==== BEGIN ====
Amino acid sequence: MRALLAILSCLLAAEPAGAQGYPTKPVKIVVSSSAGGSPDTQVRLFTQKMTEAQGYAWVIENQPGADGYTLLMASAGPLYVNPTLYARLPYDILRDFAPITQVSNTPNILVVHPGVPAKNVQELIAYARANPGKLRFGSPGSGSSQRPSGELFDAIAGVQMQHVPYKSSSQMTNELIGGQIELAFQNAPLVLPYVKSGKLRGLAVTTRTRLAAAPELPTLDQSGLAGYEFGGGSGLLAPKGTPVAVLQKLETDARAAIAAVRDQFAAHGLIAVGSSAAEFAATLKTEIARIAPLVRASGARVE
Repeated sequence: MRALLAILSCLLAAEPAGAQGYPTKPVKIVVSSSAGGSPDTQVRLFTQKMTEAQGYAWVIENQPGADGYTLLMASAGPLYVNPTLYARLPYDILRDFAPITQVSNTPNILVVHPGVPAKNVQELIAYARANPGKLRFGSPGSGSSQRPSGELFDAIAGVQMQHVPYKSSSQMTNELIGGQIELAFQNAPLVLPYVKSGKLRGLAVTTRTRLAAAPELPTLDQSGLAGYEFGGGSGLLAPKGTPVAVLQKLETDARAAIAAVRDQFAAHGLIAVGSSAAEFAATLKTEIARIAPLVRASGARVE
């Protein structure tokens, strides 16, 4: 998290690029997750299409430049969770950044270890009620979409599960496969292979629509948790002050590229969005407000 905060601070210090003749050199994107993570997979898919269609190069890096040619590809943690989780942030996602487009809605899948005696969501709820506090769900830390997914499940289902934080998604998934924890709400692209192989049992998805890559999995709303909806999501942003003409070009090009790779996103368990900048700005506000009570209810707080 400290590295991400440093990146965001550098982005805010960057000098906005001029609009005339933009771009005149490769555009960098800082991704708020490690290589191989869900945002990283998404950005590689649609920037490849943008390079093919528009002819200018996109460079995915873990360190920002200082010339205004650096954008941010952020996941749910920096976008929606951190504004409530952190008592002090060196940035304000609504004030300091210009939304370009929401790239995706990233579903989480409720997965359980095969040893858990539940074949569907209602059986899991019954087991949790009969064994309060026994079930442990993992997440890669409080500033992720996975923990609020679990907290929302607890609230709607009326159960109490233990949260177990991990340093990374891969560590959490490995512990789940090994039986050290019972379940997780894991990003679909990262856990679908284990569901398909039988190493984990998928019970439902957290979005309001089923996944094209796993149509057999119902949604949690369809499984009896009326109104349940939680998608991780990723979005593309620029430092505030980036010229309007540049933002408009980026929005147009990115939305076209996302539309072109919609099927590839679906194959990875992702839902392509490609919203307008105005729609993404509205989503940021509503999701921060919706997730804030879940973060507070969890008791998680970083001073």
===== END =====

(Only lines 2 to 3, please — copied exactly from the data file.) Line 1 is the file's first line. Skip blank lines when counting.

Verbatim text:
Repeated sequence: MRALLAILSCLLAAEPAGAQGYPTKPVKIVVSSSAGGSPDTQVRLFTQKMTEAQGYAWVIENQPGADGYTLLMASAGPLYVNPTLYARLPYDILRDFAPITQVSNTPNILVVHPGVPAKNVQELIAYARANPGKLRFGSPGSGSSQRPSGELFDAIAGVQMQHVPYKSSSQMTNELIGGQIELAFQNAPLVLPYVKSGKLRGLAVTTRTRLAAAPELPTLDQSGLAGYEFGGGSGLLAPKGTPVAVLQKLETDARAAIAAVRDQFAAHGLIAVGSSAAEFAATLKTEIARIAPLVRASGARVE
């Protein structure tokens, strides 16, 4: 998290690029997750299409430049969770950044270890009620979409599960496969292979629509948790002050590229969005407000 905060601070210090003749050199994107993570997979898919269609190069890096040619590809943690989780942030996602487009809605899948005696969501709820506090769900830390997914499940289902934080998604998934924890709400692209192989049992998805890559999995709303909806999501942003003409070009090009790779996103368990900048700005506000009570209810707080 400290590295991400440093990146965001550098982005805010960057000098906005001029609009005339933009771009005149490769555009960098800082991704708020490690290589191989869900945002990283998404950005590689649609920037490849943008390079093919528009002819200018996109460079995915873990360190920002200082010339205004650096954008941010952020996941749910920096976008929606951190504004409530952190008592002090060196940035304000609504004030300091210009939304370009929401790239995706990233579903989480409720997965359980095969040893858990539940074949569907209602059986899991019954087991949790009969064994309060026994079930442990993992997440890669409080500033992720996975923990609020679990907290929302607890609230709607009326159960109490233990949260177990991990340093990374891969560590959490490995512990789940090994039986050290019972379940997780894991990003679909990262856990679908284990569901398909039988190493984990998928019970439902957290979005309001089923996944094209796993149509057999119902949604949690369809499984009896009326109104349940939680998608991780990723979005593309620029430092505030980036010229309007540049933002408009980026929005147009990115939305076209996302539309072109919609099927590839679906194959990875992702839902392509490609919203307008105005729609993404509205989503940021509503999701921060919706997730804030879940973060507070969890008791998680970083001073």